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Extremism: Terrorists Now Targeting Youths In School For Recruitment

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When the COVID-19 pandemic struck the country in March 2020, further changing the global dynamics of day-to-day events, the world rallied together around science to provide a medical solution to a nightmare that has last for 12 months in Kenya.

For the better part of 2020, the government channeled much of its energy towards educating citizens on the corona virus.

The government further embarked on implementing a series of guidelines to avert the spread of the pandemic that has become the leading global enemy of the public.

As all this was happening, unknowingly, the country has been confronted by yet another emerging concern, that remained unforeseen.

For 10 months, institutions of learning remained closed; students were forced to stay at home and though public and private schools attempted to embrace technology in an audacious move to continue with learning, the same platforms became infiltrated by violent extremist groups that embarked on a recruitment drive, building a base of sympathy targeting among the youth who have access to the internet.

Extremist groups are targeting youth in schools, exploiting ‘push’ factors such as inequality, marginalization, unemployment, weak family ties and extremist religious indoctrination.

Recruitment has also been supported by other threats to student well-being such as gender-based violence drug and substance abuse, poverty levels and gang membership.

Inducement and radicalization are methods that are allowing ‘recruiters to interfere with curriculum delivery, lower access to education and undermine teacher authority in instilling discipline, according to a report by National Counter Terrorism Centre on Child Safety and Safety Against Extremism.

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During the 10 months children were at home in 2020, a report by the National Crime Research Center and National Authority for the Campaign Against Alcohol and Drug Abuse (NACADA) revealed that criminal gangs lured youth in drug trafficking and as a result providing a pathway to violent extremist recruitment

“Some of our children have been taking drugs, they have withdrawal syndrome, they want to go home and take drugs however as parents we are saying schools are safer,” Parents Teachers Association Chairman Nicholas Maiyo said.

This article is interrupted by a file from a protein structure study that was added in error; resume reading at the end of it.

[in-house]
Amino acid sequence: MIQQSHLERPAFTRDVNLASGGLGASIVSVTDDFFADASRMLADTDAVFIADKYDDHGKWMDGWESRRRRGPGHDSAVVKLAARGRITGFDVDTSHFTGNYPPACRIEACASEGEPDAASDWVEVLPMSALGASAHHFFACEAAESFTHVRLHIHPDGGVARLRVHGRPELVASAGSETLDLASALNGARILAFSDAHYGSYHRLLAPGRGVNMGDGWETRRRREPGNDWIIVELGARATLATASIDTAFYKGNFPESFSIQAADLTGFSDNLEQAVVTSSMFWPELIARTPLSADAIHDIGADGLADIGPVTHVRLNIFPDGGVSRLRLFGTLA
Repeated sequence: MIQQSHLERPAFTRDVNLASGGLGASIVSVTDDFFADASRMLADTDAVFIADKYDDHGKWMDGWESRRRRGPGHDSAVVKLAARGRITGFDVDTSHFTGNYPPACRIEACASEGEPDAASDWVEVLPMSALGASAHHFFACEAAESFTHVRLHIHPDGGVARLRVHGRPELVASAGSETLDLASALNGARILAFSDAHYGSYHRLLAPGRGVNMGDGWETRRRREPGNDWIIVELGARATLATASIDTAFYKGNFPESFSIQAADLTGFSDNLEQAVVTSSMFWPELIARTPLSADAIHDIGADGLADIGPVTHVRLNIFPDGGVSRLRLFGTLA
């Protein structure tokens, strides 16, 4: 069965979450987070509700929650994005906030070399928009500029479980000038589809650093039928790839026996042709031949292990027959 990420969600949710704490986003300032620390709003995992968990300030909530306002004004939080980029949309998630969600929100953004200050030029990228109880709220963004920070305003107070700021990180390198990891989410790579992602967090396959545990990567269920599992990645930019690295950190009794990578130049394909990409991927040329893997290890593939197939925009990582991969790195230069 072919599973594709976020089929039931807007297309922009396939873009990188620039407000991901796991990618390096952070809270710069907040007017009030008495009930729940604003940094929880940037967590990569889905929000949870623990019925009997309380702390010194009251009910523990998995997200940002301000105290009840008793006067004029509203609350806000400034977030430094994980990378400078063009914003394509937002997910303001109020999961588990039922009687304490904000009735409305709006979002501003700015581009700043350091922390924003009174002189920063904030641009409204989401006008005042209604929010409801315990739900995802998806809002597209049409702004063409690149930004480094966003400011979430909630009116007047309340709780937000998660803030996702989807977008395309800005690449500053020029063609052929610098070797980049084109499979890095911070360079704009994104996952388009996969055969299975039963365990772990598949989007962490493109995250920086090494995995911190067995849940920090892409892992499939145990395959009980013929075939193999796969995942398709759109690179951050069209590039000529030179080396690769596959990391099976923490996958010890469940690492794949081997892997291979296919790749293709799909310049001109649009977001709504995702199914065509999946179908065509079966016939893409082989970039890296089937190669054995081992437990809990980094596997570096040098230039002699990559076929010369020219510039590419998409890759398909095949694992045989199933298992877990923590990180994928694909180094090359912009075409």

Maiyo has urged parents to improve and constantly communicate with their children effectively in order to understand some of the challenges they are going through.

“As parents we want a new way of disciplining children, they must be heard.  Children however should be accountable for what they do and must adhere to some of the rules that are in place in schools,” he said.

National Counter Terrorism Center Ag Director Joseph Opondo, who spoke during the unveiling of the Child Safety and Security Against Violent Extremism (CSSAVE) guide in basic education institutions said that all stakeholders must work together in order to ensure the children are protected.

“We are a country that value the youth, the ministry of education and other stakeholders came up with this document. It took us 2 years to draft this guide. Tutors and teachers, will now be able to spot the tell-tale signs and pathways of radicalization in schools.” he said.

The guide has established an implementation matrix that will enable teachers to identify early warning and response strategies.

Severity of the risk to radicalization into violent extremism and respective interventions with aim of preventing the risk from graduating to a higher level. Photo/ShahidiNewsTeam

The different sections highlight behavioral and characteristics of learners of interest to enable early detection and facilitate effective and timely response to radicalization, further outlining suggested interventions for various actors during the prevention and management of radicalization into violent extremism.

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The CSSAVE manual is the first in the world that has been authenticated by a government and relevant stakeholders to address violent extremism and prevent radicalization among learners.

The guide according to experts was a key factor of consideration when Kenya was vying for the United Nation Security Council seat.

“We will be able to protect our children from individuals and groups preying on them this is a collective responsibility. We will soon be distributing these books to institutions and learning and they will truly help teachers and help them protect our children,” Opondo said.

The centre has also embarked on a familiarization exercise interacting directly with youth through online platforms to help curb violent extremism and the war against terror.

(Shahidi Team)


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